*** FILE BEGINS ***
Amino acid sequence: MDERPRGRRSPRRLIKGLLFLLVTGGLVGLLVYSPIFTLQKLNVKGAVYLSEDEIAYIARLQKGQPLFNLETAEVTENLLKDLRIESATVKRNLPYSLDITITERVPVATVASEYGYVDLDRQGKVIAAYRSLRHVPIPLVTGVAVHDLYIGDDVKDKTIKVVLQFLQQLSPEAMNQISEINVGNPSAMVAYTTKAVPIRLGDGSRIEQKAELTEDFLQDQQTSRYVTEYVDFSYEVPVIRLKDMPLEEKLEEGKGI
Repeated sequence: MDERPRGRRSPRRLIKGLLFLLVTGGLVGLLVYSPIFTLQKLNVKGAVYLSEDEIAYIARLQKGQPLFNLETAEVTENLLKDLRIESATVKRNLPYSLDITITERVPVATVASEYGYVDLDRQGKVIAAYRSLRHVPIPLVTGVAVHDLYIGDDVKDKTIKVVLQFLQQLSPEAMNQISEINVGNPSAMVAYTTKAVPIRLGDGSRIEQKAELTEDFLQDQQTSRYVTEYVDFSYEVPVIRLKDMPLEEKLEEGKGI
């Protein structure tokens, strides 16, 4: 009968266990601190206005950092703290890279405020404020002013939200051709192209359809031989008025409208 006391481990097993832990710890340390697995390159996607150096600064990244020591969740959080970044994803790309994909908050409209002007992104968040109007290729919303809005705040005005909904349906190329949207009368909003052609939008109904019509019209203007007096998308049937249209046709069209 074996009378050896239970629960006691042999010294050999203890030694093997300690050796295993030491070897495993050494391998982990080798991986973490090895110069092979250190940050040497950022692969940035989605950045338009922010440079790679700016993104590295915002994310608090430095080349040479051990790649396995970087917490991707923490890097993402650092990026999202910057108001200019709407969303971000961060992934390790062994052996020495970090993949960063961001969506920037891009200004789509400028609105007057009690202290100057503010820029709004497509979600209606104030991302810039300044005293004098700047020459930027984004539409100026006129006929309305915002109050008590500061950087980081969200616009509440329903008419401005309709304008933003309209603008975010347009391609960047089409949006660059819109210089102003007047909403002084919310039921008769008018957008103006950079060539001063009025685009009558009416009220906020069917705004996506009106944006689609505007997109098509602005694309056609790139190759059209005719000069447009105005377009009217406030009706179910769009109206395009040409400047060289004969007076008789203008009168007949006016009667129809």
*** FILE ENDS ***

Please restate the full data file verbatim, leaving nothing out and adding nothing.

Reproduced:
Amino acid sequence: MDERPRGRRSPRRLIKGLLFLLVTGGLVGLLVYSPIFTLQKLNVKGAVYLSEDEIAYIARLQKGQPLFNLETAEVTENLLKDLRIESATVKRNLPYSLDITITERVPVATVASEYGYVDLDRQGKVIAAYRSLRHVPIPLVTGVAVHDLYIGDDVKDKTIKVVLQFLQQLSPEAMNQISEINVGNPSAMVAYTTKAVPIRLGDGSRIEQKAELTEDFLQDQQTSRYVTEYVDFSYEVPVIRLKDMPLEEKLEEGKGI
Repeated sequence: MDERPRGRRSPRRLIKGLLFLLVTGGLVGLLVYSPIFTLQKLNVKGAVYLSEDEIAYIARLQKGQPLFNLETAEVTENLLKDLRIESATVKRNLPYSLDITITERVPVATVASEYGYVDLDRQGKVIAAYRSLRHVPIPLVTGVAVHDLYIGDDVKDKTIKVVLQFLQQLSPEAMNQISEINVGNPSAMVAYTTKAVPIRLGDGSRIEQKAELTEDFLQDQQTSRYVTEYVDFSYEVPVIRLKDMPLEEKLEEGKGI
């Protein structure tokens, strides 16, 4: 009968266990601190206005950092703290890279405020404020002013939200051709192209359809031989008025409208 006391481990097993832990710890340390697995390159996607150096600064990244020591969740959080970044994803790309994909908050409209002007992104968040109007290729919303809005705040005005909904349906190329949207009368909003052609939008109904019509019209203007007096998308049937249209046709069209 074996009378050896239970629960006691042999010294050999203890030694093997300690050796295993030491070897495993050494391998982990080798991986973490090895110069092979250190940050040497950022692969940035989605950045338009922010440079790679700016993104590295915002994310608090430095080349040479051990790649396995970087917490991707923490890097993402650092990026999202910057108001200019709407969303971000961060992934390790062994052996020495970090993949960063961001969506920037891009200004789509400028609105007057009690202290100057503010820029709004497509979600209606104030991302810039300044005293004098700047020459930027984004539409100026006129006929309305915002109050008590500061950087980081969200616009509440329903008419401005309709304008933003309209603008975010347009391609960047089409949006660059819109210089102003007047909403002084919310039921008769008018957008103006950079060539001063009025685009009558009416009220906020069917705004996506009106944006689609505007997109098509602005694309056609790139190759059209005719000069447009105005377009009217406030009706179910769009109206395009040409400047060289004969007076008789203008009168007949006016009667129809």